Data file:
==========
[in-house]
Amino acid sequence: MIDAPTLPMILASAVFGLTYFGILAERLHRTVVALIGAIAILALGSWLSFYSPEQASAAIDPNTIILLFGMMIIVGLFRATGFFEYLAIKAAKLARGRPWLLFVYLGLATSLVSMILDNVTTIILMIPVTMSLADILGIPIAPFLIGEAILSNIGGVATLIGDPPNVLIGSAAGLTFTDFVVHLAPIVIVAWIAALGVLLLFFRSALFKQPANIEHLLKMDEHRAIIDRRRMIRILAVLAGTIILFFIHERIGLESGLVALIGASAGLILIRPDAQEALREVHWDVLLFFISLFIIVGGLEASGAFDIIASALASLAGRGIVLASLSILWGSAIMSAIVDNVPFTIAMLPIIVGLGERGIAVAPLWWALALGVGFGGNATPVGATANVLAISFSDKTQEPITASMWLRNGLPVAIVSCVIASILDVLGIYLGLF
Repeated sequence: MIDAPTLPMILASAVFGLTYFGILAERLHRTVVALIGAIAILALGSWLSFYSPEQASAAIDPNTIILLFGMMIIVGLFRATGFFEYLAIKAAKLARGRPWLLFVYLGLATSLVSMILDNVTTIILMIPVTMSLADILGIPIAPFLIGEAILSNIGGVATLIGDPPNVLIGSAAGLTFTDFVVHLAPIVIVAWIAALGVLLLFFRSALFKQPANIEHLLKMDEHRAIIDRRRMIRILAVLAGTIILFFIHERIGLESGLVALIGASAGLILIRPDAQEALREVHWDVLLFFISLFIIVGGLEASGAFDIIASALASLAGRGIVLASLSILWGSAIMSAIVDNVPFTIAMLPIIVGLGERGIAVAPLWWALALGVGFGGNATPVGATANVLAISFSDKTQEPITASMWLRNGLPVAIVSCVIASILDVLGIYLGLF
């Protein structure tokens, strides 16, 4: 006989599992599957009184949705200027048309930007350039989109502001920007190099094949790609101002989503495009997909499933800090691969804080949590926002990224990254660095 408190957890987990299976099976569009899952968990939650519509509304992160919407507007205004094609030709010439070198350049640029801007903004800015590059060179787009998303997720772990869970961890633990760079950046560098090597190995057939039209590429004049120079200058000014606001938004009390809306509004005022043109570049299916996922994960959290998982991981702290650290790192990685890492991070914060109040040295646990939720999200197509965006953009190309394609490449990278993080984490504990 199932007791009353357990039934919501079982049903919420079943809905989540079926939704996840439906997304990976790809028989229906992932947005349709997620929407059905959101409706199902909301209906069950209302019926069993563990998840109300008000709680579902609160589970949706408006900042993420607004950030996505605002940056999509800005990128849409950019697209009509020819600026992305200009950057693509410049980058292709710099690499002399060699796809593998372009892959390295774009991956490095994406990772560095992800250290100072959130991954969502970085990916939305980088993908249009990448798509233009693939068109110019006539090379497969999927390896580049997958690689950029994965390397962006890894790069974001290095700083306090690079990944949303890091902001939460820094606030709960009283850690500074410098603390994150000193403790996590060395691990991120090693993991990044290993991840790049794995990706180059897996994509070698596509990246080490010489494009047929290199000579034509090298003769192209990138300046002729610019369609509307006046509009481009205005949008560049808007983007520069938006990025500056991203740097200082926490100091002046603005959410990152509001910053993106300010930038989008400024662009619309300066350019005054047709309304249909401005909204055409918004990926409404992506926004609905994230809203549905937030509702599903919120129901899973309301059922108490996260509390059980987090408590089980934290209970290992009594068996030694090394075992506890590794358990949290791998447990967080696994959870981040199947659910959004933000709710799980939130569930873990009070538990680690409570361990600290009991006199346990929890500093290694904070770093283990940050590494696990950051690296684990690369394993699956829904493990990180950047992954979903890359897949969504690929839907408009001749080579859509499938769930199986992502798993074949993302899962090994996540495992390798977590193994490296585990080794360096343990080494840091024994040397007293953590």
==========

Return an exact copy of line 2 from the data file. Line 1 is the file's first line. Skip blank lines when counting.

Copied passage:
Amino acid sequence: MIDAPTLPMILASAVFGLTYFGILAERLHRTVVALIGAIAILALGSWLSFYSPEQASAAIDPNTIILLFGMMIIVGLFRATGFFEYLAIKAAKLARGRPWLLFVYLGLATSLVSMILDNVTTIILMIPVTMSLADILGIPIAPFLIGEAILSNIGGVATLIGDPPNVLIGSAAGLTFTDFVVHLAPIVIVAWIAALGVLLLFFRSALFKQPANIEHLLKMDEHRAIIDRRRMIRILAVLAGTIILFFIHERIGLESGLVALIGASAGLILIRPDAQEALREVHWDVLLFFISLFIIVGGLEASGAFDIIASALASLAGRGIVLASLSILWGSAIMSAIVDNVPFTIAMLPIIVGLGERGIAVAPLWWALALGVGFGGNATPVGATANVLAISFSDKTQEPITASMWLRNGLPVAIVSCVIASILDVLGIYLGLF